A 3 percent drop in independent restaurant unit counts compared to year ago brought the total U.S. restaurant count down by one percent to 630,511 units, according to a census of U.S. commercial restaurant locations compiled in the spring and fall each year by The NPD Group, a leading global information company. The total restaurant count decrease was offset by a 1 percent increase in chain restaurant units. Fast casual chain units increased by 7 percent, based on NPD’s Spring 2015 ReCount, which includes restaurants open as of March 31, 2015.
The drop in independent restaurants was concentrated in the full-service segment, which includes casual dining, midscale/family dining, and fine dining. Full-service independent units were down 3 percent while quick-service independent units remained stable.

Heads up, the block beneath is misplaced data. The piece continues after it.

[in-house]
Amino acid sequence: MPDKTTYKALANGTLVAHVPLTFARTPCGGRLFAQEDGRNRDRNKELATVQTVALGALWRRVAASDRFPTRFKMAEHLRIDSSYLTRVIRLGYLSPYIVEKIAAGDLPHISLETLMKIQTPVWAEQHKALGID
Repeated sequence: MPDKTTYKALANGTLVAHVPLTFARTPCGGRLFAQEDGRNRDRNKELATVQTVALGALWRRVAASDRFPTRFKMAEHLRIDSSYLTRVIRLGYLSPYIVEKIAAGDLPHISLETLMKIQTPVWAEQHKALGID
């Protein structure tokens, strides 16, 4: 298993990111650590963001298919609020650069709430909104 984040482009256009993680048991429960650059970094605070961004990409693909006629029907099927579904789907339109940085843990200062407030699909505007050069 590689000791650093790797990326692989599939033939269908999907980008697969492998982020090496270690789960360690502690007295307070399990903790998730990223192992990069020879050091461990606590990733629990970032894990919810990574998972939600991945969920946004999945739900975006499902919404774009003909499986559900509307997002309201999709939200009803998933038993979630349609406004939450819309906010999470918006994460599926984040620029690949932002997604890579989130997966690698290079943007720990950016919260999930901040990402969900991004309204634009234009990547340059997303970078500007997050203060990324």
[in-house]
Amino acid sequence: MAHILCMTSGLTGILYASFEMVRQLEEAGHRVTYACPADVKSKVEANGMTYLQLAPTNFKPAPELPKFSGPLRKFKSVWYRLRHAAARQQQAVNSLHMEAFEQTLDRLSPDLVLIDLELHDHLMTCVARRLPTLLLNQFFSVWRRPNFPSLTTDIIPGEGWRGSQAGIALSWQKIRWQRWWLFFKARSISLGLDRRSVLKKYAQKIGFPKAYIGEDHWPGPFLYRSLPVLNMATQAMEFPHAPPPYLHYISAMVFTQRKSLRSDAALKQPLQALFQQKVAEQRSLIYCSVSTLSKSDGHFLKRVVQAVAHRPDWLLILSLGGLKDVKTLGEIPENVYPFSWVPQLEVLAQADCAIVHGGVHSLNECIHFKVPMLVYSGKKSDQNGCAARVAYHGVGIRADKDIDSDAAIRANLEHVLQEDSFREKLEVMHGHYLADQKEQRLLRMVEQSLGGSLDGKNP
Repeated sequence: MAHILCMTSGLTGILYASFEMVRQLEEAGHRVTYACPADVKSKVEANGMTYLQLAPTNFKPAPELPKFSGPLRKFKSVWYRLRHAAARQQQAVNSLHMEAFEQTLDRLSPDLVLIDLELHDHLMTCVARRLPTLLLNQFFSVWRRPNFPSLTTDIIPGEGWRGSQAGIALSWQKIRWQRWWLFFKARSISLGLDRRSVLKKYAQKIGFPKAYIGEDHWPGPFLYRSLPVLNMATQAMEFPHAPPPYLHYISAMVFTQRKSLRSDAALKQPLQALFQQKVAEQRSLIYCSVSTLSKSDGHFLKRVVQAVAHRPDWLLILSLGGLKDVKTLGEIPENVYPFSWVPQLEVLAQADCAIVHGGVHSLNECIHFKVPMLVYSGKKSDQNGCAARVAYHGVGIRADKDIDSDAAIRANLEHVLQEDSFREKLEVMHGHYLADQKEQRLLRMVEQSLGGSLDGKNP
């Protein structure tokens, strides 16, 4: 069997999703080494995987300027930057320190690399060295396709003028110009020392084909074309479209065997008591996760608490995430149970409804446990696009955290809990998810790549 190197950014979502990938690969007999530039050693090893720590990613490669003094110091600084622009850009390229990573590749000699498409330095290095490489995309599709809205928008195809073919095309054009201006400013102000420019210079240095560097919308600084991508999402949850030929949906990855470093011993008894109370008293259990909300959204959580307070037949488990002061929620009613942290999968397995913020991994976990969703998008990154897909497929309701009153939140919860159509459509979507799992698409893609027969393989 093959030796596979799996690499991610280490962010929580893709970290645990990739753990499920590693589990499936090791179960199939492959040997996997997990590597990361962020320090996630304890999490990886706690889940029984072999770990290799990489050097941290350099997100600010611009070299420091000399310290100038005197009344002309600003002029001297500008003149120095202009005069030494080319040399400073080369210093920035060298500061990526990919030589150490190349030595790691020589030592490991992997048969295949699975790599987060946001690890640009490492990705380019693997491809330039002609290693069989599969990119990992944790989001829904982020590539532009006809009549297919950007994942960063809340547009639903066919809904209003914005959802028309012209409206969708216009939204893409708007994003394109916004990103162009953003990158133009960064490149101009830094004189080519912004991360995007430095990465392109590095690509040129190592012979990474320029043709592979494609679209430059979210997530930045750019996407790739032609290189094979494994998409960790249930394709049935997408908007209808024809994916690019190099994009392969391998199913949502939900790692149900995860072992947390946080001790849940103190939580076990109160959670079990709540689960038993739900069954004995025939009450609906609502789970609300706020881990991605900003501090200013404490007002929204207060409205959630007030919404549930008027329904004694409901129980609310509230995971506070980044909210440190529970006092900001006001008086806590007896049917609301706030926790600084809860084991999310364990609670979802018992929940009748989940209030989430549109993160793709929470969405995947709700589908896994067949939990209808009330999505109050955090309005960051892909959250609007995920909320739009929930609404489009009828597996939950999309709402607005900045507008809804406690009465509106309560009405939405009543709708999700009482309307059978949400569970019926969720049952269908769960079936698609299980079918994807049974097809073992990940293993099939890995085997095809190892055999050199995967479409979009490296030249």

The overall decline in restaurant counts is a reflection of the stalled traffic growth experienced by the foodservice industry over the past several years. Independent traffic, quick-service hamburger, and full-service restaurant visit declines, particularly at midscale/family dining restaurants, are contributing to industry traffic not growing. Visits to total restaurants were flat in the year ending May 2015 compared to same period prior year, according to NPD’s ongoing foodservice market research, CREST. Over a five-year period, traffic has declined by 3 percent at quick-service hamburger chain restaurants, and at midscale/family dining restaurants (includes hotel midscale restaurants), respectively, and by 2 percent at independent restaurants. Quick-service restaurants, which represent 79 percent of total industry traffic, were up 1 percent and casual dining restaurants were flat after several years of decline in the year ending May 2015 period compared to year ago.
“It’s a tough road for independent restaurants particularly in a down or even ‘soft’ economic climate,” says Greg Starzynski, director of product management, NPD Foodservice. “Independent operators do not have the resources of a chain to sustain themselves in slower times.”